The powder obtained was fired in a continuous laboratory reduction furnace in a porous bed about 2 mm thick in dry hydrogen atmosphere (dew point <-60.degree. C.), heating rate about 30.degree. C./min, reduction in hydrogen for 115 minutesat 700.degree. C. completed by further reduction for 115 minutes at 900.degree. C., finally followed by cooling in hydrogen atmosphere at about 30.degree. C./min.

The tungsten powder obtained was mixed with carbon black to over-stoichiometric composition (6.25 weight-% C) and homogenized in a 2.4 liter ball mill. Ratio milling balls to powder weight: 1/1. Milling time: 180 min. The powder mixture wasburnt off in hydrogen atmosphere in a laboratory carburizing furnace at 1350.degree. C. for 150 minutes. Heating rate: 30.degree. C./min and cooling rate: 45.degree. C./min.

The powder obtained was mixed with pressing agent and Co-binder (Co-powder extra fine) in ethanol and adjustment of carbon content (carbon black), dried, compacted and sintered according to standard practice for WC--Co alloys. A dense cementedcarbide structure with porosity A00 and hardness HV3=1665 was obtained. A submicron microstructure with a narrow grain size distribution as illustrated in FIG. 1 was obtained.

EXAMPLE 2

Invention

A submicron WC-10% Co-0.2% V cemented carbide was made in the following way according to the invention: 4.4 g ammonium vanadate (NH.sub.4VO.sub.3) was dissolved in 100 ml water and 900 ml ethanol (C.sub.2H.sub.5OH). To this solution was added1000 g tungsten trioxide (WO.sub.3) The milling was carried out in a 2.4 liter ball mill with 1000 g milling balls and the milling time was 120 minutes. All other steps was made in the same way as in Example 1. A dense cemented carbide structure withporosity A00 and hardness HV3=1680 was obtained. A submicron microstructure with a narrow grain size distribution similar to FIG. 1 was obtained.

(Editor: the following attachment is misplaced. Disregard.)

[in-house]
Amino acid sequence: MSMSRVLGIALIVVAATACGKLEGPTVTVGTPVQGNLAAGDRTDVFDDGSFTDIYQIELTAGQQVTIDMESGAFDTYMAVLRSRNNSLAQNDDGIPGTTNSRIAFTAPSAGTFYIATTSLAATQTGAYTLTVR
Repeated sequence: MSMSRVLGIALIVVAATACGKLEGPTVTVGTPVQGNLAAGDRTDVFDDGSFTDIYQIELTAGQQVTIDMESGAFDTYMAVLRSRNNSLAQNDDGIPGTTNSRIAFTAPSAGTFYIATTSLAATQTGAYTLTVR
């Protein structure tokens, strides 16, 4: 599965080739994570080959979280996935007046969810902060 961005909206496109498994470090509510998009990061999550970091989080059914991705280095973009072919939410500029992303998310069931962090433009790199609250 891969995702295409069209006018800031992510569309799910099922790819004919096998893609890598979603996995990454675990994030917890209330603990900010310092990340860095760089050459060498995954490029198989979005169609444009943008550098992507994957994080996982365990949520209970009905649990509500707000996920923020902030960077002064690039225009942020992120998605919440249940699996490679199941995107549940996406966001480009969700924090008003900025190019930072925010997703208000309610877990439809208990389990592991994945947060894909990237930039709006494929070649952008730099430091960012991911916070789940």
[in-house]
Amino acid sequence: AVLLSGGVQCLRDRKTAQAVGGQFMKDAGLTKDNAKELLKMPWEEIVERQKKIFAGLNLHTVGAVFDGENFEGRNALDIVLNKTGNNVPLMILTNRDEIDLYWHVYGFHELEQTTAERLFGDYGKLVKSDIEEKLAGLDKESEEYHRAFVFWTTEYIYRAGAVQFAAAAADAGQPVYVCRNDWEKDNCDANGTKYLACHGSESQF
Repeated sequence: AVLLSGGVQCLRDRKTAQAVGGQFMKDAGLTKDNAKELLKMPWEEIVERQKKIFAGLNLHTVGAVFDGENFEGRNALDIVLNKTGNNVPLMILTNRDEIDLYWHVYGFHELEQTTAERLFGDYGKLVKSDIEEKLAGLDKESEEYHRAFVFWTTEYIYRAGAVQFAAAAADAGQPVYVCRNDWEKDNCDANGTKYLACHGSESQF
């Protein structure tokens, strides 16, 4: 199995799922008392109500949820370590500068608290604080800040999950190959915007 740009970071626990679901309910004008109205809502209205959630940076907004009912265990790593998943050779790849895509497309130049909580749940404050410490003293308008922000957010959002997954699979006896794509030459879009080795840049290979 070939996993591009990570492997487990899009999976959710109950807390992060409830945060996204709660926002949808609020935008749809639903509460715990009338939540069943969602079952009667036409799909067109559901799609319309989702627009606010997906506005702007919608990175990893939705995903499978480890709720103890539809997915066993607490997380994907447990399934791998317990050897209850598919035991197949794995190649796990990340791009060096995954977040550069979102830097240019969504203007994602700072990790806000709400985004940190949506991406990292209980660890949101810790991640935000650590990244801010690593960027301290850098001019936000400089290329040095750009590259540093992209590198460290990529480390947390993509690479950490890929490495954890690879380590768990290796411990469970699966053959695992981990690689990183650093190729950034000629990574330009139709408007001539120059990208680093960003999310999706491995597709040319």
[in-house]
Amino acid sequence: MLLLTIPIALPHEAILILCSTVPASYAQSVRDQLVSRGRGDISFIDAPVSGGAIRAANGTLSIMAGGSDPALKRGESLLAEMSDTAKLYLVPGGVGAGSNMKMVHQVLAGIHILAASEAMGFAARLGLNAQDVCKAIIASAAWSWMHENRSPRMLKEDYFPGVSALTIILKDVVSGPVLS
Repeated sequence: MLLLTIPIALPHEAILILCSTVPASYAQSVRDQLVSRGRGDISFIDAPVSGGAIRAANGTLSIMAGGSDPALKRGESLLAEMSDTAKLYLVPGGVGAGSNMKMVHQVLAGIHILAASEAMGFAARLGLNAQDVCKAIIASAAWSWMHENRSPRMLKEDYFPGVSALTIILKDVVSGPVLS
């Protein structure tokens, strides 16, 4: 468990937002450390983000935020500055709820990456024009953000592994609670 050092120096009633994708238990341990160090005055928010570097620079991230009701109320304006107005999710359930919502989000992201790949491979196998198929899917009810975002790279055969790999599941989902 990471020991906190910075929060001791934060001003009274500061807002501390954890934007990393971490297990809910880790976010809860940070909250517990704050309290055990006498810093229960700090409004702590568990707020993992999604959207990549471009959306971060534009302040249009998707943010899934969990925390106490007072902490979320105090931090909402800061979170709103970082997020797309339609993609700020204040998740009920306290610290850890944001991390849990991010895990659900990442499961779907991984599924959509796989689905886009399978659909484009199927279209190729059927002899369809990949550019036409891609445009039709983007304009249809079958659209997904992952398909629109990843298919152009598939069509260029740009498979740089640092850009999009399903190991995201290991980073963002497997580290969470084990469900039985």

EXAMPLE 3

Prior Art

A WC-10% Co-0.4% Cr cemented carbide was made in the following way according to patent U.S. Pat. No. 5,993,730: 23 g chromium (III)nitrate-9-hydrate (Cr(NO.sub.3).sub.3.times.9H.sub.2O) was dissolved in 1700 ml methanol (CH.sub.3OH). To thissolution, 105 g triethanolamine ((C.sub.2H.sub.5O).sub.3N) was added during stirring. After that 686 g hexagonal WC (d.sub.WC=0.6 .mu.m) was added and the temperature was increased to about 70.degree. C. Careful stirring took place continuously duringthe time the methanol was evaporating until the mixture had become viscous. The dough-like mixture was worked and crushed with a light pressure when it had become almost dry.

The powder obtained was fired in a furnace in a porous bed about 1 cm thick in nitrogen atmosphere in a closed vessel, heating rate 10.degree. C./min to 550.degree. C., completed with reduction in hydrogen for 90 minutes, finally followed bycooling in hydrogen atmosphere at 10.degree. C./min. No cooling step between burning off and reduction step was used.